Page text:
Cross traditional Irish alt folk with US folk miserabilists such as Smog and the result is this minimal, pared-down, fragile slice of singer-songwriting that no iPod should be without. It may be a style of music that’s ten-a-penny these days, but that only makes artists such as Adrian Crowley, who stand out from the crowd, all the more impressive.
Opening track Bless Our Tiny Hearts is bleak and beautiful, as is the third offering, Star Of The Harbour, both recalling the archetypal forlorn troubadour strumming a lonely guitar on a sea wall as the storm clouds gather. In between, These Icy Waters adds more instruments to the mix to brighten things up a bit.
The songs slip from solo acoustic to more layered offerings with aid where appropriate from musicians including Marja Tuhkanen on violin, the ever-worthwhile James Yorkston on additional vocals, clarinet, concertina and guitar, Sinead Nic Gearailt on harp, Katie Ellis on cello and Thomas Haugh on drums.
Crowley’s helpers never intrude, nor take over completely, simply boosting songs such as Walk On Part to a level above just another offering from a dead-pan bloke with a battered guitar. Here in particular the ability of the additional instruments to echo the cruel waves of a cold sea make the song rather than break it on the underlying rocks. The slow, foreboding strings of Electric Eels also deserve a mention.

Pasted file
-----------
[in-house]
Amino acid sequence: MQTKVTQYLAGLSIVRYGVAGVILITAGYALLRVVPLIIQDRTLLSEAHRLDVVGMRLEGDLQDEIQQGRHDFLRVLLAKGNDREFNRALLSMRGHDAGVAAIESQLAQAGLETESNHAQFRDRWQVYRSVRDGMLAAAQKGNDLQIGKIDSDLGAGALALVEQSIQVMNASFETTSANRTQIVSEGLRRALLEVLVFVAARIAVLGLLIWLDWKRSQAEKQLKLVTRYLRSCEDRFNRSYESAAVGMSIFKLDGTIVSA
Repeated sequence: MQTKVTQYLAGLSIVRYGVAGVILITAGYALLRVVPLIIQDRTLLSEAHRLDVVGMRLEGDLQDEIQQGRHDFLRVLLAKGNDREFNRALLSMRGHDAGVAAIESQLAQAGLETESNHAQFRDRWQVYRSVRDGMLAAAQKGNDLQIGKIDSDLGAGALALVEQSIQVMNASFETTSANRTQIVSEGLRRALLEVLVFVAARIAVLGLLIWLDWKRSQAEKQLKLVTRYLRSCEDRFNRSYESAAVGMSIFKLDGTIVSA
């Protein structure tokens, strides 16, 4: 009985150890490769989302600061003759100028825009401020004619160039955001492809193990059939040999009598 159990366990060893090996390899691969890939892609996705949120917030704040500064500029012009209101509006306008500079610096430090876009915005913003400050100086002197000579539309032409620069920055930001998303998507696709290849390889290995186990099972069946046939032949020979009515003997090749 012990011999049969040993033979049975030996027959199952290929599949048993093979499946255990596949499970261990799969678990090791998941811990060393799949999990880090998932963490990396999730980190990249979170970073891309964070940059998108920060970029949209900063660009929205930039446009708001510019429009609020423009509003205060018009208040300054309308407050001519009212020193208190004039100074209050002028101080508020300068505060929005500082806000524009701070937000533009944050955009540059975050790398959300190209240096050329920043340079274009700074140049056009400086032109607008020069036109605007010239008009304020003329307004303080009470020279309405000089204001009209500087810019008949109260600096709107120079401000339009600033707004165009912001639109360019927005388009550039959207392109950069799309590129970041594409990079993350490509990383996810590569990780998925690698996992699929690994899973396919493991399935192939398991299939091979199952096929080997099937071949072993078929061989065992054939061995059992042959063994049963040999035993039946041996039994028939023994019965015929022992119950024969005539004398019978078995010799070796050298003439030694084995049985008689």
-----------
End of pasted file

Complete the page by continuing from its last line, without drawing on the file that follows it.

Crowley’s real talent shines through on songs such as Temporary Residence (probably the album’s best) and Victoria, which manage to sound sparse and full at the same time while the most rounded songs, such as Harmony Row, sound more sinister than upbeat. The music is cold and bleak, perfect for its midwinter release date. Imagine Nick Cave hosting a wine and cheese New Year’s Eve party in a particularly bleak cove on the Irish coast as the ghost of Nick Drake looks on, an image continued through the instrumental Theft By Starlight’s sonorous piano.
As the album progresses, Leaving The Party is almost cheery by comparison, a song you can at least imagine slow waltzing to, and yet it’s also one of the ones that owes the biggest debt to the darker US alt-folkies, morphing into one of the album’s saddest laments before Crowley’s done. Penultimate track Brother At Sea on the other hand is, genuinely, more upbeat.
This is Crowley’s fourth studio album, following on from 2004’s A Northern Country, 2005’s A Strange Kind, and When You Are Here You Are Family. His music hasn’t changed direction after the relatively long lay-off, but he’s certainly come back no weaker. Think Smog, think Bonnie Prince Billy, think The Decemberists if they didn’t have a sense of humour or, closer to home, Irish troubadours such as Declan O’Rourke.
And then to round it all off, there’s the final, beautiful, fragile, delicate title track. Perfectly balanced, with crashing chords beating in time to the waves against the shore, it would be greedy to ask for a better beginning to the musical treasures 2008 might wash up for us.